I asked her how she would afford to build a house on the land she buys. She explained that she can’t. But she will look for some of the metal sheeting used for roofs here to build a small shack, so then at least she can live there and not pay rent anymore. Then slowly she can start to build with bricks as she gets the money. Living here has totally revolutionized how I view and spend money.
You see. She, like so many other “lucky ones” with jobs here live on, around, $100 a month. She is a widow. She takes care of her daughter who graduated school but cannot find work, and also her granddaughter who is an orphan. She told me $50 is for rent a month. Then $20 for her granddaughters school a month. Then that leaves $30 for EVERYTHING else. Food, electricity, water, etc. My heart broke. “Mme, what do you eat?” She along with the rest of the country live off of Papa, which is maize meal. Corn porridge and spinach, or cabbage cooked and seasoned with MSG. And maquenia, like a fat cake, and more corn. Sigh. It is so cold here now, and paraffin, gas for the heaters is expensive. My heart was so broken. Can you imagine having $30 to eat with and heat your house in winter, and travel with for a whole month, every month, for 3 people? In America it was so easy to ignore poverty, and honestly often I wasn’t sure how to really make a difference. I didn’t really know any poor people. But now…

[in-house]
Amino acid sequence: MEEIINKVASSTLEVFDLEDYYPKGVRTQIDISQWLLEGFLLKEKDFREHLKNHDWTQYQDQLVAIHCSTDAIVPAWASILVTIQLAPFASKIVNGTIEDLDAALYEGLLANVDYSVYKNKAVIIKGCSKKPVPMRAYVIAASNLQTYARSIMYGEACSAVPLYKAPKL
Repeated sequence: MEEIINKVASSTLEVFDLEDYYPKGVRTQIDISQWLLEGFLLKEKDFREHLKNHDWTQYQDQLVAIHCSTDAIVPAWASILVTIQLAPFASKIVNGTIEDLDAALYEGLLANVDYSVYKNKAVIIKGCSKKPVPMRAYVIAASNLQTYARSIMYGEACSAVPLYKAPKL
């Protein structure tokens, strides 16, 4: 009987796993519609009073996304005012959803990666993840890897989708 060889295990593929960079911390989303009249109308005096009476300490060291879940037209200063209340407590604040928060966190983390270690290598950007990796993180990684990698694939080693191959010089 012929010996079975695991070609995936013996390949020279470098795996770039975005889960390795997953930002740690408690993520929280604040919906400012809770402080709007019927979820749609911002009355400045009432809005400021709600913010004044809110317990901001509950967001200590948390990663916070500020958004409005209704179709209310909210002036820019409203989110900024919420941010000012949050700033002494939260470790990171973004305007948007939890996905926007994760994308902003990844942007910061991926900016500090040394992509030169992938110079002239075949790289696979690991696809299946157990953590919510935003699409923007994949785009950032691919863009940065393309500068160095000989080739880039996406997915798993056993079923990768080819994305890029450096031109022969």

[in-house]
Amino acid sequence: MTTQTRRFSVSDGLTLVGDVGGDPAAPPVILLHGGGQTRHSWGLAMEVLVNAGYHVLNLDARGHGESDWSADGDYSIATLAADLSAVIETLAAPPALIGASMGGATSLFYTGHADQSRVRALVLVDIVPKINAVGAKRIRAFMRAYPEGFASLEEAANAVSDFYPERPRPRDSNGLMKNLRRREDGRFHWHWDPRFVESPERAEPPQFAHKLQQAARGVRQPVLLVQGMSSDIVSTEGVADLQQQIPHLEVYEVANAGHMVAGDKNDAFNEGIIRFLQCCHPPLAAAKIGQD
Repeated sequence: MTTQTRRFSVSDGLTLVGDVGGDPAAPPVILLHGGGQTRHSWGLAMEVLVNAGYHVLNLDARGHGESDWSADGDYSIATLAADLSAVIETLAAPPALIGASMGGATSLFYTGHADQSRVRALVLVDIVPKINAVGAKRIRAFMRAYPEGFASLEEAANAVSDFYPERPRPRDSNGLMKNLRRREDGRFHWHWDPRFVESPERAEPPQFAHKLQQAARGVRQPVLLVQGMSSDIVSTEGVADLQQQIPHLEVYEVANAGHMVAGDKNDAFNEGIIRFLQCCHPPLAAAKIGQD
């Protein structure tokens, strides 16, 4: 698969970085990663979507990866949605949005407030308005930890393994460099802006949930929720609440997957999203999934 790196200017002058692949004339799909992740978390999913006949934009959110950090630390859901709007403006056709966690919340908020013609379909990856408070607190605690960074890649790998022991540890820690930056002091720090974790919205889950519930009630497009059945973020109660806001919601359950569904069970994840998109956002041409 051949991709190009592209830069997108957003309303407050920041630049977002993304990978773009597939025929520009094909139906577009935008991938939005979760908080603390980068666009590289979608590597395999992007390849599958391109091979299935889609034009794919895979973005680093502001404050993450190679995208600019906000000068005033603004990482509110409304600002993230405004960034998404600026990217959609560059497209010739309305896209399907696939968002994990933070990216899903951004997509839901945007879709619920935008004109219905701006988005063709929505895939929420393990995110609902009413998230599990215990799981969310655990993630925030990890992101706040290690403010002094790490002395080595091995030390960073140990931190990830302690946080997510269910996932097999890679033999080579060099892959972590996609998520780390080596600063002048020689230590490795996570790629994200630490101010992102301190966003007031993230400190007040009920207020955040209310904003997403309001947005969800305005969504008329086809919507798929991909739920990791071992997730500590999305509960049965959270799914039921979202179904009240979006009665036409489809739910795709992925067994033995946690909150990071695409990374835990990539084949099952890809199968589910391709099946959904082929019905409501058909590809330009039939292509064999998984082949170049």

But we can’t just become paralyzed by the scope of the suffering. All we can do is make a small ripple. But with the Holy Spirits leading he will show where he wants us to make that impact. I am learning on a whole new level what it means to love my neighbor like myself. What good is it if a man clains to have faith but has no deeds? Can such faith save him? In scripture it says, “Suppose a brother and sister is without clothes and daily food. If one of you sayd to them, “Go in peace and keep warm and be well fed,” but does nothing about their physical needs, what good is it? (James 2:5-6, 8, 14-16). We cannot give to every need because we feel guilty. But we cannot restrain from giving because we’re afraid we’re going to “do it wrong.” It’s all about being so in-tune with His Spirit that we know when to act and when to pray.
Please pray for us as we navigate the extreme poverty we see daily, and the intense wealth God has for some reason granted us with. Pray for wisdom and discernment and peace and Joy as we share His love and the Good News with the lost and hungry here. As we work to make this home. Let me know if you too want to make a ripple and support in some way with the many I know here either spiritually or financially. We are currently collecting socks and gloves and leggings for the Local Church outreach next month into one of our most isolated and poorest airstrip communities we serve in.
God Bless you. Love, Carolyn
Driving home from visiting friends at the orphanage. Typical housing you see in 85% of Lesotho.
The kids playing with local kiddos while we were setting up The Jesus Film
Heading home from visiting Daddy at work, keeping warm for the 35 min drive.